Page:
But as an Institute, we need to do more. We will do more. We will strive to include and create more access in ways that increases both representational and experiential diversity at CalArts, and thus in the world’s art-making communities.
This year I’m announcing a major initiative to help jump start our pursuit of inclusion, diversity, equity, and access: an IDEA Cooperative led by the Office of the President. This vital effort will begin in the fall semester, and continue on after, working to bring together and expand the things we have been doing, while fostering additional new initiatives.
Crucially, the structure of this collaborative is geared so that we can work together -- to allow us to better identify, foster, and spotlight the steps we must take to keep building an inclusive, anti-racist community, together. Our undertaking must make these conversations and measures more transparent, a criticism we have heard from students and alum. It should ultimately facilitate more access to sustainable financial support for IDEA work through grants, philanthropy, and open budgeting via the Institute’s established processes.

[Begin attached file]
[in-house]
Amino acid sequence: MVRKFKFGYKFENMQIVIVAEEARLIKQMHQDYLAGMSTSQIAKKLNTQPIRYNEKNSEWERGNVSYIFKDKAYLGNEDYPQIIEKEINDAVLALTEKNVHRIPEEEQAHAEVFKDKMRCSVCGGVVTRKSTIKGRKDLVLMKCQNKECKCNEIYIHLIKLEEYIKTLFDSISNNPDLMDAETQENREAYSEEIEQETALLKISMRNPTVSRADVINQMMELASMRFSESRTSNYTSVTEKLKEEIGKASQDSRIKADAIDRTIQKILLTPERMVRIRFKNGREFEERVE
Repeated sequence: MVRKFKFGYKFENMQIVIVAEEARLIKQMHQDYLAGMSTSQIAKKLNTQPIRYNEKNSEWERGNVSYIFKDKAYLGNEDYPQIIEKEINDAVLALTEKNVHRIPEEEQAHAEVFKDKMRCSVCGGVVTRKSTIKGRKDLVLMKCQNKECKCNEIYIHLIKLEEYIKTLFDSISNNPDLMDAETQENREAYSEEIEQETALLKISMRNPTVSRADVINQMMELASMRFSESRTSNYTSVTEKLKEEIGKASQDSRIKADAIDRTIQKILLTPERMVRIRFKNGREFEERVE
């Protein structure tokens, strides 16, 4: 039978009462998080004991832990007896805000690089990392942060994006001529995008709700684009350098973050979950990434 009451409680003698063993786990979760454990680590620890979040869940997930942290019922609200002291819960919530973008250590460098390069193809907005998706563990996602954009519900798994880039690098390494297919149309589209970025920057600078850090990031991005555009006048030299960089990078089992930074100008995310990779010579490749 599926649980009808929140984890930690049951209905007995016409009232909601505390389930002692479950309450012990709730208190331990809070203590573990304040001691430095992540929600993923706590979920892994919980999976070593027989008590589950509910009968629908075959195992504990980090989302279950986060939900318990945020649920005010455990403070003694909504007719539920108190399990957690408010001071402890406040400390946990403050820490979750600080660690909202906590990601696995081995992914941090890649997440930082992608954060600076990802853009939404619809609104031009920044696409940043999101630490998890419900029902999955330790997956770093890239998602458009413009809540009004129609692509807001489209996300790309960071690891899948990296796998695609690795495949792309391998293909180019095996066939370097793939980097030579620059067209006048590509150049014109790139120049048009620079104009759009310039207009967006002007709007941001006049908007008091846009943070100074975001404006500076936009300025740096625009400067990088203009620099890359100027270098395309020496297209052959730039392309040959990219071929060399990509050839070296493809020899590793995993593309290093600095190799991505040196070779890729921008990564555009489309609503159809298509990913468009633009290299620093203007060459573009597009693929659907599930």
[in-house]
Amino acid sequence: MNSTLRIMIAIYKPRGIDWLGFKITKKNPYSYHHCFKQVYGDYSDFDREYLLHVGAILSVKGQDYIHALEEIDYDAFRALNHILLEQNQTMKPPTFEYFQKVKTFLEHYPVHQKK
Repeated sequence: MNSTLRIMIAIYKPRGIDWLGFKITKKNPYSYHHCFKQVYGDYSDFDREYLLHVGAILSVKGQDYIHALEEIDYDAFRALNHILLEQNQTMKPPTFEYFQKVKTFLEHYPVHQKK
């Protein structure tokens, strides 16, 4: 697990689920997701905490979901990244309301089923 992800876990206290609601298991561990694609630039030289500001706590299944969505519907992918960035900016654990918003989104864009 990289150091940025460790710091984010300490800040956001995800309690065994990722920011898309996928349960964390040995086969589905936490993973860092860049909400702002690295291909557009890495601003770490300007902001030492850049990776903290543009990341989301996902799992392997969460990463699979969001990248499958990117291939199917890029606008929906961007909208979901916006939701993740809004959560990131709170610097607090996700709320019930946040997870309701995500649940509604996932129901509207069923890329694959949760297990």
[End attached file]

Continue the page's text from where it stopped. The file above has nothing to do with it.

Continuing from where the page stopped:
It is my understanding that some inclusivity efforts in the past were not Institute-wide and may not have had broad leadership support. Thus, the IDEA Cooperative begins with the full support of the Institute’s entire leadership -- the CalArts Trustees have authorized up to $300,000 to be used from the Crisis Mitigation Reserve for the cooperative’s initial start-up costs, and will look for a clear delineation of the ongoing financial commitment for this work in any future annual budget proposed to them.